Most reusable serviceware providers aim to reuse their product more than 500 times. When we look at the benefits of reusables, there is a breakeven point where the same amount of resources are utilized as its disposable counterpart. Every use beyond the breakeven point makes the reusable option the more sustainable option. For example, stainless steel cutlery breaks even with disposable plastic cutlery after only two uses. This means that for every time a stainless steel cutlery option is used beyond the second time, there is a net environmental benefit compared to disposables. The breakeven point can depend on the reusable material as well as how the material is washed, but it is clear that fewer resources are needed when items are reused over a lifetime of use compared to single-use.

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Banning single-use plastics has become a popular policy choice for municipal governments across Canada and around the globe, and some are taking the extra step to ensure reusables are prioritized as the go-to alternative. In Yellowknife, Northwest Territories, the city co-sponsors the Sustainable Event Checklist. Although the checklist is not a formal policy, it is a great example of what mandates could be included in municipal single-use plastic-free policy to create positive change. The checklist requires that vendors use only reusable or compostable dishes, cups, and cutlery and avoid non-compostable items such as single use condiment packages and plastic straws. Local NGO, Ecology North, also provides a ‘Rent-a-Plate’ service for all events in the region.Additionally, Ajax, Ontario also recently adopted a policy to phase out unnecessary single-use plastics for all meetings, festivals and events by 2023. The ban applies to non-recyclable, single-use plastics including but not limited to serviceware, food packaging (e.g. condiment packets, and single-serve creamers and jams), grocery bags and Styrofoam materials.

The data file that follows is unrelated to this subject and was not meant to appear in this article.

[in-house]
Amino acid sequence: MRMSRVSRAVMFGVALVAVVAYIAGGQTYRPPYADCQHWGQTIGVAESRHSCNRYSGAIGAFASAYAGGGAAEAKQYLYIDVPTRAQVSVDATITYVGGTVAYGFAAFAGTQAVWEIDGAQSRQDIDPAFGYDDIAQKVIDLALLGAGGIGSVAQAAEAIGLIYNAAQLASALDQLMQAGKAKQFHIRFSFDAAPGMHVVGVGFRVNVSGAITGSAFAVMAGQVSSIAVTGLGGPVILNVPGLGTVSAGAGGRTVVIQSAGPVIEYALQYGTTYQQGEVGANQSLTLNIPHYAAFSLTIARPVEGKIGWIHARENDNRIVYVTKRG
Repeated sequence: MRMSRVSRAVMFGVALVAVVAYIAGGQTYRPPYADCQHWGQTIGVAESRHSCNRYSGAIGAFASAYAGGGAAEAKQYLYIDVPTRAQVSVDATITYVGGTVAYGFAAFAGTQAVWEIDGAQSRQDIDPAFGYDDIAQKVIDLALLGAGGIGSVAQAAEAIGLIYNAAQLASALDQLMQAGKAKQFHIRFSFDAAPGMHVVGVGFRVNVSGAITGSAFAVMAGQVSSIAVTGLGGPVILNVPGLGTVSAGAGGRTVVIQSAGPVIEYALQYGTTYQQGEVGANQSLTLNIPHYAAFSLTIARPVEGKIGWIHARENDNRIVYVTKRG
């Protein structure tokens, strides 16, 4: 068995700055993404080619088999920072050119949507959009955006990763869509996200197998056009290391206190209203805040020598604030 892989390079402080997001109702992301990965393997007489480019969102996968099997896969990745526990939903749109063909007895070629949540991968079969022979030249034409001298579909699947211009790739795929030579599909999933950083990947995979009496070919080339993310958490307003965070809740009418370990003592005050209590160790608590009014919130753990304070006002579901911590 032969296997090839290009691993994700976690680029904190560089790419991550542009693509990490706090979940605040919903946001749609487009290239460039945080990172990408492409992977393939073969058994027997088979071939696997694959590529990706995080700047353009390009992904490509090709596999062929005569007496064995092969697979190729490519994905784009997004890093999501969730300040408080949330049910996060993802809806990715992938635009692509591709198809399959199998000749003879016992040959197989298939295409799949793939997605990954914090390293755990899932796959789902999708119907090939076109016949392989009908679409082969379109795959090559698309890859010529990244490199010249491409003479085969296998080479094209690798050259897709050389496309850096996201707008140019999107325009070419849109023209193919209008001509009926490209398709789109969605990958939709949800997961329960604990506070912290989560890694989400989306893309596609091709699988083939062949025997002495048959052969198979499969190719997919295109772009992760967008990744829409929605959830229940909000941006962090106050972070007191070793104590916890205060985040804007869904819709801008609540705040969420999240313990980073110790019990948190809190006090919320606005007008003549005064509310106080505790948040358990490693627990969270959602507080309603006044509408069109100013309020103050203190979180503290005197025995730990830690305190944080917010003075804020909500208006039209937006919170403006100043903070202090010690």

It is so important that our local governments support the movement towards reusables. Municipalities carry the burden of waste management, and can make a difference by tackling problem areas where high volumes of plastic waste are produced. Your local government can adopt a policy to mandate single-use plastic-free public events, work collaboratively with event holders to and do their part to reduce plastic waste in your city. There are so many pathways to plastic waste reduction, and addressing problems at the local level first is a great way to kickstart the change. Reach out to your local government today and ask your councillors to adopt a single-use plastic-free events policy in your region.